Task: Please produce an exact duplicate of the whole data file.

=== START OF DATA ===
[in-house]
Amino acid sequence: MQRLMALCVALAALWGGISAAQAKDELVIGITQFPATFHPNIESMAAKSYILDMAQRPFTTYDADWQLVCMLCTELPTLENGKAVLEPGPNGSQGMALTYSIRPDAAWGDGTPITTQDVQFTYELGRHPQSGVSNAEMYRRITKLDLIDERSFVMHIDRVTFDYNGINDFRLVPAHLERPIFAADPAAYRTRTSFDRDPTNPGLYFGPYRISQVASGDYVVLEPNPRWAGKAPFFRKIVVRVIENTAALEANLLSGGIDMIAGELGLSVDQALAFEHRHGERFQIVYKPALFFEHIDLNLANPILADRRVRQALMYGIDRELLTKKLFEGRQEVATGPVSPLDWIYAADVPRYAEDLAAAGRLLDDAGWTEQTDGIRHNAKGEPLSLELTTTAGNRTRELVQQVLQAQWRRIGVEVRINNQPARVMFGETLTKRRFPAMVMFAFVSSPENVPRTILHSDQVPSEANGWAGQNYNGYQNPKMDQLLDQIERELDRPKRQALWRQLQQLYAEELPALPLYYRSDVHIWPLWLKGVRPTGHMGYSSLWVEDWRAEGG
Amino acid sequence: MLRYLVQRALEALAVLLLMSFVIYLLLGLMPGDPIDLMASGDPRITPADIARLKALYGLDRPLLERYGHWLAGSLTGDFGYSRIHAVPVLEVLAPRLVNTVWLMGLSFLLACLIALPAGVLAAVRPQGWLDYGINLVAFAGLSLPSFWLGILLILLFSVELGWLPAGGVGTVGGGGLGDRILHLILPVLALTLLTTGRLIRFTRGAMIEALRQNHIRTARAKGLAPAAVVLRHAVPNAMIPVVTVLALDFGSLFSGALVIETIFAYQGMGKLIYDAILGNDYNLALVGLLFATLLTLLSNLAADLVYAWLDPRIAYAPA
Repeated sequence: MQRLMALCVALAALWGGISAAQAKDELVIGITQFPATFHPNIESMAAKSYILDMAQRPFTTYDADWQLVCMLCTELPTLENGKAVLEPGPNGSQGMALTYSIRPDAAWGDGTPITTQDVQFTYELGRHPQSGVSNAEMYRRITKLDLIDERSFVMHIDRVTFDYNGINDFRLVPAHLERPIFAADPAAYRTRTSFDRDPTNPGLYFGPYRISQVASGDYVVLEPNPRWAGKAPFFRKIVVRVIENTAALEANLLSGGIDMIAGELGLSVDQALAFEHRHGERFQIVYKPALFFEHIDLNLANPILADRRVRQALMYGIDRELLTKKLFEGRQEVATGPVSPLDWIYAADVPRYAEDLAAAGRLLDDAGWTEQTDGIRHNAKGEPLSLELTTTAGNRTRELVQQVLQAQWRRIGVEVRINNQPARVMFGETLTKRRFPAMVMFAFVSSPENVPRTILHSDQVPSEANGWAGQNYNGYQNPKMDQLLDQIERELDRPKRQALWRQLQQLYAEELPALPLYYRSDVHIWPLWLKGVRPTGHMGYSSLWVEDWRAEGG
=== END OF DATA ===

[in-house]
Amino acid sequence: MQRLMALCVALAALWGGISAAQAKDELVIGITQFPATFHPNIESMAAKSYILDMAQRPFTTYDADWQLVCMLCTELPTLENGKAVLEPGPNGSQGMALTYSIRPDAAWGDGTPITTQDVQFTYELGRHPQSGVSNAEMYRRITKLDLIDERSFVMHIDRVTFDYNGINDFRLVPAHLERPIFAADPAAYRTRTSFDRDPTNPGLYFGPYRISQVASGDYVVLEPNPRWAGKAPFFRKIVVRVIENTAALEANLLSGGIDMIAGELGLSVDQALAFEHRHGERFQIVYKPALFFEHIDLNLANPILADRRVRQALMYGIDRELLTKKLFEGRQEVATGPVSPLDWIYAADVPRYAEDLAAAGRLLDDAGWTEQTDGIRHNAKGEPLSLELTTTAGNRTRELVQQVLQAQWRRIGVEVRINNQPARVMFGETLTKRRFPAMVMFAFVSSPENVPRTILHSDQVPSEANGWAGQNYNGYQNPKMDQLLDQIERELDRPKRQALWRQLQQLYAEELPALPLYYRSDVHIWPLWLKGVRPTGHMGYSSLWVEDWRAEGG
Amino acid sequence: MLRYLVQRALEALAVLLLMSFVIYLLLGLMPGDPIDLMASGDPRITPADIARLKALYGLDRPLLERYGHWLAGSLTGDFGYSRIHAVPVLEVLAPRLVNTVWLMGLSFLLACLIALPAGVLAAVRPQGWLDYGINLVAFAGLSLPSFWLGILLILLFSVELGWLPAGGVGTVGGGGLGDRILHLILPVLALTLLTTGRLIRFTRGAMIEALRQNHIRTARAKGLAPAAVVLRHAVPNAMIPVVTVLALDFGSLFSGALVIETIFAYQGMGKLIYDAILGNDYNLALVGLLFATLLTLLSNLAADLVYAWLDPRIAYAPA
Repeated sequence: MQRLMALCVALAALWGGISAAQAKDELVIGITQFPATFHPNIESMAAKSYILDMAQRPFTTYDADWQLVCMLCTELPTLENGKAVLEPGPNGSQGMALTYSIRPDAAWGDGTPITTQDVQFTYELGRHPQSGVSNAEMYRRITKLDLIDERSFVMHIDRVTFDYNGINDFRLVPAHLERPIFAADPAAYRTRTSFDRDPTNPGLYFGPYRISQVASGDYVVLEPNPRWAGKAPFFRKIVVRVIENTAALEANLLSGGIDMIAGELGLSVDQALAFEHRHGERFQIVYKPALFFEHIDLNLANPILADRRVRQALMYGIDRELLTKKLFEGRQEVATGPVSPLDWIYAADVPRYAEDLAAAGRLLDDAGWTEQTDGIRHNAKGEPLSLELTTTAGNRTRELVQQVLQAQWRRIGVEVRINNQPARVMFGETLTKRRFPAMVMFAFVSSPENVPRTILHSDQVPSEANGWAGQNYNGYQNPKMDQLLDQIERELDRPKRQALWRQLQQLYAEELPALPLYYRSDVHIWPLWLKGVRPTGHMGYSSLWVEDWRAEGG